Computing Times for CPU Scheduling using Tabular Method – II

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In the previous post, we computed the average waiting time and average turnaround time for processes that are scheduled with First Come, First Serve (FCFS) algorithm using Tabular Method.


In this post, we will compute average waiting time and average turnaround time for scheduled processes with another algorithm called Shortest Job First (SJF). You may have already seen an example of SJF in the previous post when we changed the order of the process in FCFS. In shortest job first algorithm, the process with shortest burst time is scheduled first for CPU time.

There is two version of this algorithm.

1. Preemptive.
2. Non-Preemptive

The preemptive version is also known as Shortest-Job-Remaining-Time and Shortest-Job-First is the non-preemptive version. For example, consider following scheduled processes.

CPU Scheduling SJF
Figure1: CPU Scheduling SJF

We see that there are 4 processes scheduled according to Shortest-Job-First and the arrival time of the processes is same which is 0.

The burst time decides the order of the processes for CPU scheduling. The order is a job with lowest burst time has the highest priority.

P4 -> P1 -> P3 -> P2

We will use this order in Tabulation Method for computing average wait time and turnaround time as follows.
The table has process ordered according to shortest job first algorithm and the arrival time is same for each process. The order of the process is most important for this method to work and the order is decided by the burst time for each process.

Figure: CPU Scheduling SJF
Figure2: CPU Scheduling SJF

Let’s fill the table according to burst time of each process in such a way that only upper triangular part has the entries and lower triangular part of arrival time is not filled. Also, each row next to the process will have only burst time of that process and nothing else.

Figure3: CPU Scheduling SJF
Figure3: CPU Scheduling SJF

Each column total is nothing but Turnaround time for the process. Therefore,

Average Turnaround Time = (3 + 9 + 16 + 24)/4 = 52/4 = 13 ms

The first process in the order is P4 whose wait time is 0 and the first three column total gives wait time for the process – P1, P3, P2 respectively.

Average Waiting Time = (0 + 3 + 9 + 16)/4 = 28/4 = 7 ms

Shortest Job First (SJF) with Different Arrival Time

Shortest Job First Scheduling with a different arrival time for each process add more complexity, but you will find it easy with the Tabular Method. You can easily compute the average waiting time and average turnaround time.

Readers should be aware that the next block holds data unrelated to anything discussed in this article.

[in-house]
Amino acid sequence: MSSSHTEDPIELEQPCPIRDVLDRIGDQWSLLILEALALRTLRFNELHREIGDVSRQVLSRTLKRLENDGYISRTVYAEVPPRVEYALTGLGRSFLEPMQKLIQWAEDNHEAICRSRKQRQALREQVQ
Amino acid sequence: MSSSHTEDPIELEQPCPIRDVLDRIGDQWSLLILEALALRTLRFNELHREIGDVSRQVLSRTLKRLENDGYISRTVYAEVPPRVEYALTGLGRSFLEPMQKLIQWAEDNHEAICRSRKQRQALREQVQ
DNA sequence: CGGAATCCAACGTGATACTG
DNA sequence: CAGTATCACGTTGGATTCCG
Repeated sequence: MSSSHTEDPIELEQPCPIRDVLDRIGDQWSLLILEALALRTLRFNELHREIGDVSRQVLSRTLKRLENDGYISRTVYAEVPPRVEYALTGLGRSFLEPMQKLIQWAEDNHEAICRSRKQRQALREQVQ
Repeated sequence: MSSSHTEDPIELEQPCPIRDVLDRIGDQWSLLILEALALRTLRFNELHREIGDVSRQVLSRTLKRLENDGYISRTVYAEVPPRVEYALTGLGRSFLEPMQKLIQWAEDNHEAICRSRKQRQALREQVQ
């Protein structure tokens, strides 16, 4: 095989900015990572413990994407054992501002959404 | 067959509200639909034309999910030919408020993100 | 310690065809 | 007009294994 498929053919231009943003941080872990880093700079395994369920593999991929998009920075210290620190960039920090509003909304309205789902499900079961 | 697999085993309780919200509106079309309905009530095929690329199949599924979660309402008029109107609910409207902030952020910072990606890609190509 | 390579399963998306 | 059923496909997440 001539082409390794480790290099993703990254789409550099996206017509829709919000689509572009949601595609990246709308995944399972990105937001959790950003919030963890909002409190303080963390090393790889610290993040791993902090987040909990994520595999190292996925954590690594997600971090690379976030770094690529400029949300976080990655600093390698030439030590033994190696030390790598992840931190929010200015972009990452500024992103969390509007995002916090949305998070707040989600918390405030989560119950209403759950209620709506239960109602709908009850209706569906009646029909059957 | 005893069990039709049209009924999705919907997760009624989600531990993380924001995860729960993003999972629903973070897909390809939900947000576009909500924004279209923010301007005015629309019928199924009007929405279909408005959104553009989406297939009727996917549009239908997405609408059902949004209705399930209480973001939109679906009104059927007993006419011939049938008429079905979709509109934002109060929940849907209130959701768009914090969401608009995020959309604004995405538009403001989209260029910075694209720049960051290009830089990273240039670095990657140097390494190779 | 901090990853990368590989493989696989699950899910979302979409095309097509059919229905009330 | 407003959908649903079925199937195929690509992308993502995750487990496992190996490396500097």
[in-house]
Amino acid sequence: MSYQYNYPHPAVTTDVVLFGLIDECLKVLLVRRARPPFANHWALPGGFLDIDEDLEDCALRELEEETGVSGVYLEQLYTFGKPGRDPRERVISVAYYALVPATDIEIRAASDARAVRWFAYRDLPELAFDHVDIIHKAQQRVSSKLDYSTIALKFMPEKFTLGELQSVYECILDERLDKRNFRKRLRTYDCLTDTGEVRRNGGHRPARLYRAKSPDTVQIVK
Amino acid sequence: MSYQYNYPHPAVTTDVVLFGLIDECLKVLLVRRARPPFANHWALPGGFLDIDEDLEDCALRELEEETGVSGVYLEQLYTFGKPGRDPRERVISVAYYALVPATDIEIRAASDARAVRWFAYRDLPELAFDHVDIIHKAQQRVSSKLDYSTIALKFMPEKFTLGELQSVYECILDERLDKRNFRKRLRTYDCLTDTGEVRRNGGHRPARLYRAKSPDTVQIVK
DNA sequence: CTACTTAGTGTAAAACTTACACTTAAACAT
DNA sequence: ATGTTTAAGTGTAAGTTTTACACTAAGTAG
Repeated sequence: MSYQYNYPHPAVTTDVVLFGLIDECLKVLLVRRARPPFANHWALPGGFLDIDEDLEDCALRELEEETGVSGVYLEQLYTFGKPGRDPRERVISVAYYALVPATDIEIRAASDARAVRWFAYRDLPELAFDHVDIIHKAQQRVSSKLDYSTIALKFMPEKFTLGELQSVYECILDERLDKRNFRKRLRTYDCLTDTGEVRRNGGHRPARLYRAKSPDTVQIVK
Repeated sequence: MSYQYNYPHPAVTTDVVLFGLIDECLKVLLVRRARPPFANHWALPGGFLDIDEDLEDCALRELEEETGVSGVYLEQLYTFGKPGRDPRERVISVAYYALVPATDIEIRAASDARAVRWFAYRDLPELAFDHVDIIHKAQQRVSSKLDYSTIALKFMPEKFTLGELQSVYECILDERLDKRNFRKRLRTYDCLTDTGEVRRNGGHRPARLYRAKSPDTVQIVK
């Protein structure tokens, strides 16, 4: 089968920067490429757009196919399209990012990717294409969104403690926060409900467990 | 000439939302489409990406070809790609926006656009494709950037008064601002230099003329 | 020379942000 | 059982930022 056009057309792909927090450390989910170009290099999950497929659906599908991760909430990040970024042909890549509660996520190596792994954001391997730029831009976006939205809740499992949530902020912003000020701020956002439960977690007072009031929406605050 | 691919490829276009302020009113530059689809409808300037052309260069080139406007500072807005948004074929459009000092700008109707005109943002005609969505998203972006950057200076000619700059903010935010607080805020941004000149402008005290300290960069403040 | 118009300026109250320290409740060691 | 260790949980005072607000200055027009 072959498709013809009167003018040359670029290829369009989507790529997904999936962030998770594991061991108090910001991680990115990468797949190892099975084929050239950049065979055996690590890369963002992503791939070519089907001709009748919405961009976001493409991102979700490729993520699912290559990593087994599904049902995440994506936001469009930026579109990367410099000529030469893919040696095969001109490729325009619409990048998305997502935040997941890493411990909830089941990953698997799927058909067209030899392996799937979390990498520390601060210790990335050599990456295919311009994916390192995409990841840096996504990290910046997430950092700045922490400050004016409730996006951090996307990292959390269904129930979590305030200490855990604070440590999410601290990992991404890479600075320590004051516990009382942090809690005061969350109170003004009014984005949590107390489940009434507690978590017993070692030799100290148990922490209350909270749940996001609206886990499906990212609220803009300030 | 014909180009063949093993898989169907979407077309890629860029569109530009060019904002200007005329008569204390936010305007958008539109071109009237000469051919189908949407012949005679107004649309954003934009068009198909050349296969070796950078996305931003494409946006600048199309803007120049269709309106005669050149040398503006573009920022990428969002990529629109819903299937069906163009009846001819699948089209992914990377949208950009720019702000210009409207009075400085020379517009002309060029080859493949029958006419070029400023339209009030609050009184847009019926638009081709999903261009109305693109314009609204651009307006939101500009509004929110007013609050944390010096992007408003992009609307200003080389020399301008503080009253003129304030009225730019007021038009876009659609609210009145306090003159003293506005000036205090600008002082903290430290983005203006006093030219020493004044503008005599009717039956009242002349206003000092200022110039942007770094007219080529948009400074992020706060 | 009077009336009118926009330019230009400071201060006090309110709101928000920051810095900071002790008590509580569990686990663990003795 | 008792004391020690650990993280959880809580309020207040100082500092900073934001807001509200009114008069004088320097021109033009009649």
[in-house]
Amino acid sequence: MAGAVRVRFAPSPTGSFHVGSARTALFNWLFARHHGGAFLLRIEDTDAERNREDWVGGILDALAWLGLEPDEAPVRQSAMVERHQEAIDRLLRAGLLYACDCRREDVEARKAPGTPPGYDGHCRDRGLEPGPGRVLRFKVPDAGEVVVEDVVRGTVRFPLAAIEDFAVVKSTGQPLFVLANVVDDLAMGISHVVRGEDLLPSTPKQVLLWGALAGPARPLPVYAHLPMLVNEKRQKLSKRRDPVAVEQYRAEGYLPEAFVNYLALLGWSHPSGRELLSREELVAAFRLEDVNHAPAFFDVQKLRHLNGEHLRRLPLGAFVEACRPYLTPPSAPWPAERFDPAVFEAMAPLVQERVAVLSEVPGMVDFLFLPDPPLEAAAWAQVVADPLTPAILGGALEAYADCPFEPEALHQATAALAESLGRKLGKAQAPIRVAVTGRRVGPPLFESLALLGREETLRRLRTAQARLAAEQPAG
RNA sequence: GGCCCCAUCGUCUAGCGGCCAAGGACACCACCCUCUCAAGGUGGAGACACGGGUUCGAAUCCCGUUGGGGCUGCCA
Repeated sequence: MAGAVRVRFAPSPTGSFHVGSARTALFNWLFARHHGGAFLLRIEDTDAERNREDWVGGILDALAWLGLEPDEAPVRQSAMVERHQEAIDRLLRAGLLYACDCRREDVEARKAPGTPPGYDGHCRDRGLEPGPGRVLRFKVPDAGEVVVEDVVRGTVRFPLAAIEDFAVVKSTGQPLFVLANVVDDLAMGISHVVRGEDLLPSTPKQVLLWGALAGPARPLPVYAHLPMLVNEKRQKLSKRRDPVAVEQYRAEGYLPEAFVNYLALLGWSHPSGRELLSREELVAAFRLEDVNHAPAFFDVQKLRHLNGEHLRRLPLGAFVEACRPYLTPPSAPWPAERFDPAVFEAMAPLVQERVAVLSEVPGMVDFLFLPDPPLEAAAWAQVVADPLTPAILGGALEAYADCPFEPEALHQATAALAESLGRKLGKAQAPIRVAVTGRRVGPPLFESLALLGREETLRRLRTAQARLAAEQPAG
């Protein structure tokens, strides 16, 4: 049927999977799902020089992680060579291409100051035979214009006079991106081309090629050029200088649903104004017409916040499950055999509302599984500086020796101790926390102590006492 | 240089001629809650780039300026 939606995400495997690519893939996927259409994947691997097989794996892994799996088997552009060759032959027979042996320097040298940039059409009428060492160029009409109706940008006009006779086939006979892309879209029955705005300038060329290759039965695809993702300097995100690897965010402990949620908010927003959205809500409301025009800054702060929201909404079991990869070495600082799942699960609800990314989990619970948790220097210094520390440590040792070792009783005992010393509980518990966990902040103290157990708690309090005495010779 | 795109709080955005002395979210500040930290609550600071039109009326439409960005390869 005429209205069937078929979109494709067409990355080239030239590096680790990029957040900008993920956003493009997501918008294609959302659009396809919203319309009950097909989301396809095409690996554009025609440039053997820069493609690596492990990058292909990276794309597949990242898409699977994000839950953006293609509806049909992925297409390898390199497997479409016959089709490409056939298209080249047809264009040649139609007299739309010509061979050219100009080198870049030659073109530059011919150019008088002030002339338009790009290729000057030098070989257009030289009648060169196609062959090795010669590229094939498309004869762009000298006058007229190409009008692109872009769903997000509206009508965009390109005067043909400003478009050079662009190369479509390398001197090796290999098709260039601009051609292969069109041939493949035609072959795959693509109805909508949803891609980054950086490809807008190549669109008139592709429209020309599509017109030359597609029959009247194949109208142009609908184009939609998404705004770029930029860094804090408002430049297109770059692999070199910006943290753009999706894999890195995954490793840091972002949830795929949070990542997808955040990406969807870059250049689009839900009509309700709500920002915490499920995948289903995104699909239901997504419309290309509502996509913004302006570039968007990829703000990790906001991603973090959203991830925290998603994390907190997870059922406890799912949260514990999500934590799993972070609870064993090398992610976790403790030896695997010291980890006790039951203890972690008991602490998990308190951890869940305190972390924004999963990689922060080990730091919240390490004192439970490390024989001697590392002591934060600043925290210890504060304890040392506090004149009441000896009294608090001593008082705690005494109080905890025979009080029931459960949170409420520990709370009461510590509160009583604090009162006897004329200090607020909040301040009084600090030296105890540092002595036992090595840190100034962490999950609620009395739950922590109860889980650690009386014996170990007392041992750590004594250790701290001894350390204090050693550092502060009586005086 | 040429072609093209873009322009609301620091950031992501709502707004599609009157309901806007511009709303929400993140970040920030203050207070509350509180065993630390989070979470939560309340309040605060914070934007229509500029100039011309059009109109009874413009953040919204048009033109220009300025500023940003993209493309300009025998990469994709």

However, you have to consider these very important points before drawing a table.

  1. First, consider the arrival time of the processes.
  2. Next, select the process with the smallest burst during that arrival time.
  3. Reiterate the first and the second step for next arrival time.
  4. Order the arrival times according to the order of processes.

Consider another schedule of processes,

SJF with different arrival time
Figure4: SJF with different arrival time

At this time, the processes are not ordered according to SJF and arrival time is not ordered. We order the process and the arrival time for Tabulation method.

SJF Algorithm using Tabular Method
Figure5: SJF Algorithm using Tabular Method

To compute individual turnaround time of each process we subtract the total of each column with arrival time. The processes are ordered as follows

Process Order          :          P1 ->  P3 ->  P2 -> P4
Arrival time Order  :           0          4          2        5
Average Turnaround Time = (7 + 4 + 10 + 11)/4 = 32/4 = 8 ms
To compute the waiting time of each process using the following formula.
Waiting time = (Column Total of current process – Burst time of  the process)
Figure6: CPU Scheduling SJF Wait Time
Figure6: CPU Scheduling SJF Wait Time
Waiting Time of each process
P1 = 7 – 7 = 0
P3 = 4 – 1 = 3

P2 = 10 – 4 = 6

P4 = 11 – 4 = 7

Average Waiting Time

(0 + 3 + 6 + 7)/4 = 16/4 = 4 ms


The computation with different arrival time is difficult but systematic with Tabular Method, instead of using a Gantt Chart. There will be no mistakes in computation.  In the next post, we will use Tabular Method to compute the CPU Scheduling times for Priority Scheduling.


Abraham Silberschatz, Peter B. Galvin, Greg Gagne, A Silberschatz. 2012. Operating System Concepts, 9th Edition. Wiley.


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